© Markus Spiske/ Unsplash


Panel on climate change, food security, health: States must act, now!

The Human Rights Council held an informal discussion on the role that human rights must have to shape and guide coordinated efforts to tackle the climate crisis in multilateral spaces.

On 20 June, the president of the UN Human Rights Council organised an informal dialogue on human rights in the context of climate change, food security and health, with opening remarks by High Commissioner Volker Türk. 

Discussions revolved around the urgency to ensure a coordinated response to climate change and on the value of a human rights-centred approach to tackling the planetary crisis. 

The Council president and the High Commissioner stressed the danger of the current situation, a point that was reinforced by representatives of international organisations who also called for urgent action. The participants were:

  • Director General of the International Organization for Migration (IOM), Amy Pope.
  • Director General of World Trade Organization (WTO), Ngozi Okonjo-Iweala.
  • Secretary General of World Meteorological Organization (WMO), Celeste Saulo
  • Deputy High Commissioner of the  Office of the United Nations High Commissioner for Refugees (UNHCR), Kelly Tallman Clements
  • Under-Secretary-General of the UN and Executive Director of the United Nations Environment Programme (UNEP), Inger Andersen
  • Secretary General of UN Trade and Development (UNCTAD), Rebeca Grynspan
  • Assistant Director General of the World Health Organization (WHO), Catharina Boehme

Climate change has had far-reaching impacts on the wellbeing of individuals and entire societies, including displacement, increased risk of starvation through disruption of food supply chains, and growing inequalities. ‘Climate change kills,’ the High Commissioner summarised. The WMO and the WTO speakers emphasised the gravity of the consequences that the planet is experiencing: disease, increasing frequency of extreme weather events such as heat waves or floods, increased desertification are all already in motion in various regions and will worsen if States remain inactive.

Climate change is no longer a potential threat for which we ought to prepare, but an ongoing phenomenon that is having tangible impacts on millions of people, speakers stressed. 

A way forward? 

From the High Commissioner, to States, and international organisations, all agreed that climate change is a human right issue. 

The High Commissioner argued that ‘States have positive human rights obligations to protect against climate change violations on human rights’. Rights such as the right to a clean, healthy and sustainable environment, to health, to food and others must work as mechanisms for accountability, since they compel States to take action on specific issues.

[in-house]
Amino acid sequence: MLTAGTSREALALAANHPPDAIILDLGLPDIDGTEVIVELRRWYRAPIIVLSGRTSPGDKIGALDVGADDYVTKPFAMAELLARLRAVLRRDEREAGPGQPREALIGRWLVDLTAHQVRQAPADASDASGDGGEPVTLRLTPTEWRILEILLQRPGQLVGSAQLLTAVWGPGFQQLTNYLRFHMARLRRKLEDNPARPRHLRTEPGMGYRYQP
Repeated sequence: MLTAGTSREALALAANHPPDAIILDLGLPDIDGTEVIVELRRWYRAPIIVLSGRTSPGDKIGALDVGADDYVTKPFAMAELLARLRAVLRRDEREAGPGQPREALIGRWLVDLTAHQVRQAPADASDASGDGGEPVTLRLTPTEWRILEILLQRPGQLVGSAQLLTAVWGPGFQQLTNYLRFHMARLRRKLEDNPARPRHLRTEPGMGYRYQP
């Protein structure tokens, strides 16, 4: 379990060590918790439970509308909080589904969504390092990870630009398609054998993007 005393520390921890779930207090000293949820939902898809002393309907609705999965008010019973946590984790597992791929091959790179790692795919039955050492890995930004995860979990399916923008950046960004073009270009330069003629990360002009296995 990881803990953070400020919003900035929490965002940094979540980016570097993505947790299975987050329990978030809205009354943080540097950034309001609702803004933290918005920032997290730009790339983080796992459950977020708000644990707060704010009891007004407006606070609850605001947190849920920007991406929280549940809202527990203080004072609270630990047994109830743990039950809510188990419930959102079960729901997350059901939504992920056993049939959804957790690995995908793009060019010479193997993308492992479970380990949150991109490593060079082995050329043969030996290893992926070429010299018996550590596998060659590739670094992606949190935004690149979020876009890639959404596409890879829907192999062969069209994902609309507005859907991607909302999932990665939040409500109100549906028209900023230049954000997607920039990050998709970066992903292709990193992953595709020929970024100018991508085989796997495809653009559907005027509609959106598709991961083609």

For the UN Environment Programme, putting forward a human rights narrative would make social justice and equity central to debates, humanising climate action and efforts to save lives and protect the rights of the most vulnerable, and therefore bolstering implementation of climate mitigation efforts.  

Several States echoed these calls for climate justice and cooperation. Island and coastal nations pointed out that climate change threatens their existence, while Latin American and African nations called for the recognition of the common but differentiated responsibilities that lie behind the climate crisis. 

States from the Global North and South did agree on the need to reform the international architecture to promote urgent and transformative actions. States agreed that a human rights-based approach emboldens actors to adopt a more decisive attitude and to strengthen support mechanisms for the most vulnerable groups like small island nations. 

What do we do?

Civil society speakers called on States to respect and protect environmental human rights defenders and the groups and communities most vulnerable to climate change, who are often at the forefront of response efforts. 

In its intervention, ISHR spoke of the central role and increasing criminalisation of environmental human rights defenders  including Indigenous Peoples, peasants movements and environmental civil society groups from around the world. 

We highlighted States’ recurring use of excessive and disproportionate force against environmental defenders, including surveillance measures, as well as an overbroad use of criminal, administrative and civil measures, including Strategic Lawsuits Against Public Participation (SLAPPs).

We also expressed concern about increasing limitations to civil society participation in climate and environmental multilateral fora, particularly when hosted in countries with governments hostile to independent NGOs and activists. Preventing remote participation, denying visas, and placing arbitrary and discriminatory requirements for access are some of the most common hurdles placed on defenders and civil society.   

Related articles